Verstappen gives Ricciardo less to smile about
By Alan Baldwin
BARCELONA (Reuters) - Max Verstappen's stunning victory on his Red Bull debut has given team mate Daniel Ricciardo a taste of his own medicine, according to 1997 world champion Jacques Villeneuve.
The 18-year-old Verstappen became Formula One's youngest race winner at Sunday's Spanish Grand Prix, with Australian Ricciardo finishing fourth after a strategy error by the team was compounded by a late puncture.
Ricciardo, winner of three races in 2014 when, like Verstappen, he moved up from Toro Rosso to the main Red Bull team, had led after Mercedes pair Nico Rosberg and Lewis Hamilton collided on the opening lap.
"The critical point now is what will happen with Ricciardo," Villeneuve, who took pole and almost won on his race debut with Williams in 1996 as a fresh young team mate to Britain's Damon Hill, told reporters.
"Right now it's the reverse situation of when he arrived (at Red Bull) and (Sebastian) Vettel was the driver, except Vettel had four world championships and he doesn't.
"His smile will not carry him now," added the Canadian.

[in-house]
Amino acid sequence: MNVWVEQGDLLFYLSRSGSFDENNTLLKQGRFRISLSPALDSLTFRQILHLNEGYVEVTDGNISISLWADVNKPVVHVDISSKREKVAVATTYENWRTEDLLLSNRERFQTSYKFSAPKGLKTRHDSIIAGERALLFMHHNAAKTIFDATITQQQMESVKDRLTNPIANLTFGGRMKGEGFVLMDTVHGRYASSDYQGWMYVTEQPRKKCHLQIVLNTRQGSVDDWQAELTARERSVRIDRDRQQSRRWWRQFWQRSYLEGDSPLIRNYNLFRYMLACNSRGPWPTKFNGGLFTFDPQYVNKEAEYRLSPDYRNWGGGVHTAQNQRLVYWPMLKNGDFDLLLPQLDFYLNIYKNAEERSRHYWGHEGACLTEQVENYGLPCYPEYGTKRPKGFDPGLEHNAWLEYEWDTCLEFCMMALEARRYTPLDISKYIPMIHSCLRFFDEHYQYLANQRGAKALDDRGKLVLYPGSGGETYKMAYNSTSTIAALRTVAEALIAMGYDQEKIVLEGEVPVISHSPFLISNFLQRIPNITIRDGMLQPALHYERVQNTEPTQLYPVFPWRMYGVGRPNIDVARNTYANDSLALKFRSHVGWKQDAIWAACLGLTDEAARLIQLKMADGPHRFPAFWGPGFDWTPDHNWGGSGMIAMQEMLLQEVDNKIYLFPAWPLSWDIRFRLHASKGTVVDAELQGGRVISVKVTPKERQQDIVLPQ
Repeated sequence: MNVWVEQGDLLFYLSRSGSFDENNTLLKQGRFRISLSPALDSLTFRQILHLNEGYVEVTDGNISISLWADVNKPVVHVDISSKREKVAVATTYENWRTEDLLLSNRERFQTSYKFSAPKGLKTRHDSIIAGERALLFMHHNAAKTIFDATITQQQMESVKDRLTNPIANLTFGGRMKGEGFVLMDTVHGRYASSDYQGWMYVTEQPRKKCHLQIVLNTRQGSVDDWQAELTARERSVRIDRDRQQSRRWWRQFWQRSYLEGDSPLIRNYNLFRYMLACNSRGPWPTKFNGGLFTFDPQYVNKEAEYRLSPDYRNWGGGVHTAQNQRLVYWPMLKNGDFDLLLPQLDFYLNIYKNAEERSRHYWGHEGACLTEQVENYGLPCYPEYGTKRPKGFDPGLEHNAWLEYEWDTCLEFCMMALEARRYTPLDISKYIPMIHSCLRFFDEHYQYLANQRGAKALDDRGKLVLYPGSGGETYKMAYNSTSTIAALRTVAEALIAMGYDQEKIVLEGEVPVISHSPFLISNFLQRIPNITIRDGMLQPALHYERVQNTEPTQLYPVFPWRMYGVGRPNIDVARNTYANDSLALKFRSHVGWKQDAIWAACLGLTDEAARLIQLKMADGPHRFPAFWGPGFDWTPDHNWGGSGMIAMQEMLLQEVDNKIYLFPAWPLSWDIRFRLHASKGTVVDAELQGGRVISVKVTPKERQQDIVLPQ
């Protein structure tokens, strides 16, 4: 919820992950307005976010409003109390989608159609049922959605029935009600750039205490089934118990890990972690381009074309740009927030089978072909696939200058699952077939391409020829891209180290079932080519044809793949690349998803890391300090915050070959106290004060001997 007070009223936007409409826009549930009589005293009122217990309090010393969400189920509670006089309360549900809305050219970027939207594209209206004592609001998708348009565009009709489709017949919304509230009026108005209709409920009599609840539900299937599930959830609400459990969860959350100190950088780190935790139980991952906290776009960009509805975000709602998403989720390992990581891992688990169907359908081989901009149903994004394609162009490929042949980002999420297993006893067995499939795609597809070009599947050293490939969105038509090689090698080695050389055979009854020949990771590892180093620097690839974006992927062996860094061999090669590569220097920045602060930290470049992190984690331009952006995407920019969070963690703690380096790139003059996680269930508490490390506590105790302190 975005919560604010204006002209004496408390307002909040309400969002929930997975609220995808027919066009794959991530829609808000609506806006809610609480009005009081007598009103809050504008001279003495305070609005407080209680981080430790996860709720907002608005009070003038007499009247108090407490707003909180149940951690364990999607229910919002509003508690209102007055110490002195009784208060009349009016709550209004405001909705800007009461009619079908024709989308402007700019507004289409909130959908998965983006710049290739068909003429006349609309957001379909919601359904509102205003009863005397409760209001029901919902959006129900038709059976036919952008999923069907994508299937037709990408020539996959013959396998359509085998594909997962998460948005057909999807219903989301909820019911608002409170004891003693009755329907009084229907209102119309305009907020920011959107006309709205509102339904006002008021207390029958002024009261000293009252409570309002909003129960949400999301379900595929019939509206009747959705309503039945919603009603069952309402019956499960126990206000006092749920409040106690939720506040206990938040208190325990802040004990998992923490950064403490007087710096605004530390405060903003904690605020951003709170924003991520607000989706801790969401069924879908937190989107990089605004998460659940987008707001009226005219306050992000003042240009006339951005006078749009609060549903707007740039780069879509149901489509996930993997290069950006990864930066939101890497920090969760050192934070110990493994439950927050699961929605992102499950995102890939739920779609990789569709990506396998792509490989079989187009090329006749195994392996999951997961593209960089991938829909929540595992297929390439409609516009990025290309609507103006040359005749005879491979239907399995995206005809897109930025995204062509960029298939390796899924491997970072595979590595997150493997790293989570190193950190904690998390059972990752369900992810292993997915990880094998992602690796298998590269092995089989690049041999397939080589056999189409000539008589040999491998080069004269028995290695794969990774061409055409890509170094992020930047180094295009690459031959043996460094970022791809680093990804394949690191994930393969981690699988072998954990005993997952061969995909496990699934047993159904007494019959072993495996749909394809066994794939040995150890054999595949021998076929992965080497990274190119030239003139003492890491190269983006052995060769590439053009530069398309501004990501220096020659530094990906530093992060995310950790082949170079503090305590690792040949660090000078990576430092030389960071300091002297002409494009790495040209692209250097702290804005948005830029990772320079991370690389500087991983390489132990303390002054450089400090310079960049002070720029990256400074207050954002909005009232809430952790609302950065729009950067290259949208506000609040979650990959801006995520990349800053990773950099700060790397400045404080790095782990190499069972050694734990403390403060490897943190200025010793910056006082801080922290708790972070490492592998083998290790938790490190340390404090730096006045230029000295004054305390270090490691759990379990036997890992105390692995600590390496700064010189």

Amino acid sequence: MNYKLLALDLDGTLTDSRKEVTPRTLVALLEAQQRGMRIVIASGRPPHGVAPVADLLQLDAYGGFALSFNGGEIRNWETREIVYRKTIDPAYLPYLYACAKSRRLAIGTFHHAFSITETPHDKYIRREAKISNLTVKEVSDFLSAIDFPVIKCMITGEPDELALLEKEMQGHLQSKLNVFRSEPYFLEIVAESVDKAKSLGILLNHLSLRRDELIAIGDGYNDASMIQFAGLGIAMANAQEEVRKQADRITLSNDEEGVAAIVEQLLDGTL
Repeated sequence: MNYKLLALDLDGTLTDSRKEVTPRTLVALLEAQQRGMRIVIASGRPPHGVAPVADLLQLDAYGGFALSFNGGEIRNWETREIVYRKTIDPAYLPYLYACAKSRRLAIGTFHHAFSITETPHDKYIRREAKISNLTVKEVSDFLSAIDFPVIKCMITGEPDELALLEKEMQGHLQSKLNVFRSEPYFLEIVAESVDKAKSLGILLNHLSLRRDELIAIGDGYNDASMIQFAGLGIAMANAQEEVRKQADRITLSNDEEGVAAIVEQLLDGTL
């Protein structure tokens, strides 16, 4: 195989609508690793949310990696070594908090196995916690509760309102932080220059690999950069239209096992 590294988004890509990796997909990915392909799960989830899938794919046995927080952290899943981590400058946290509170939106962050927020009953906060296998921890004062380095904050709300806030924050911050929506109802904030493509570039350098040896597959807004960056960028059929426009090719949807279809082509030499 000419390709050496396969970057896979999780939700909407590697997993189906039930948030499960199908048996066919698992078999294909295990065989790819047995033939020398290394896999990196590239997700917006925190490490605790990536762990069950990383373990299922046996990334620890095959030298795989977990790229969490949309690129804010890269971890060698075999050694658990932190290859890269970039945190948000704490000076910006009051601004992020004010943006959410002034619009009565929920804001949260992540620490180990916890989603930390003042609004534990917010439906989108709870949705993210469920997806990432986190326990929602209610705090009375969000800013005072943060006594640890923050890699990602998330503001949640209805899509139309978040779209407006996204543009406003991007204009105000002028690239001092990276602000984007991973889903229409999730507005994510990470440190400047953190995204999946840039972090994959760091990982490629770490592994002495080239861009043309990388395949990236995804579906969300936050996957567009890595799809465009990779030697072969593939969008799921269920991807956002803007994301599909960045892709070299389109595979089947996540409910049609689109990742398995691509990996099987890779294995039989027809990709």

Red Bull put Ricciardo, who had led for 31 laps, on a three-stop strategy at the Circuit de Catalunya while keeping Verstappen on what turned out to be a winning two.
The Australian, famed for having the biggest smile in the sport, said after the race he felt victory had been snatched away from him.
"It's not hard to see Max on the podium but it's hard for me not to be on the podium, that's the biggest disappointment," he said.
"It didn't make sense," he added of the decision to switch to a three-stop strategy after Ferrari had done so with Vettel. "It's frustrating, I think we just threw the win away.
"Sure I'm bitter right now. Not with Max, not at all, just bitter at the situation."
Red Bull principal Christian Horner, who saw "uncanny" similarities between Verstappen and a young Vettel, said the Dutch youngster would only grow in confidence but also offered words of support to Ricciardo.
"At that point in the race it was far from obvious which was the quicker route to go and we felt Vettel, as the biggest opponent, we would take him on with Ricciardo," he said of the strategy.
"I said it before the weekend and I really believe we've got the strongest pairing of drivers in Formula One now," added Horner. "We're in a position where things are on the up."
(Editing by Peter Rutherford)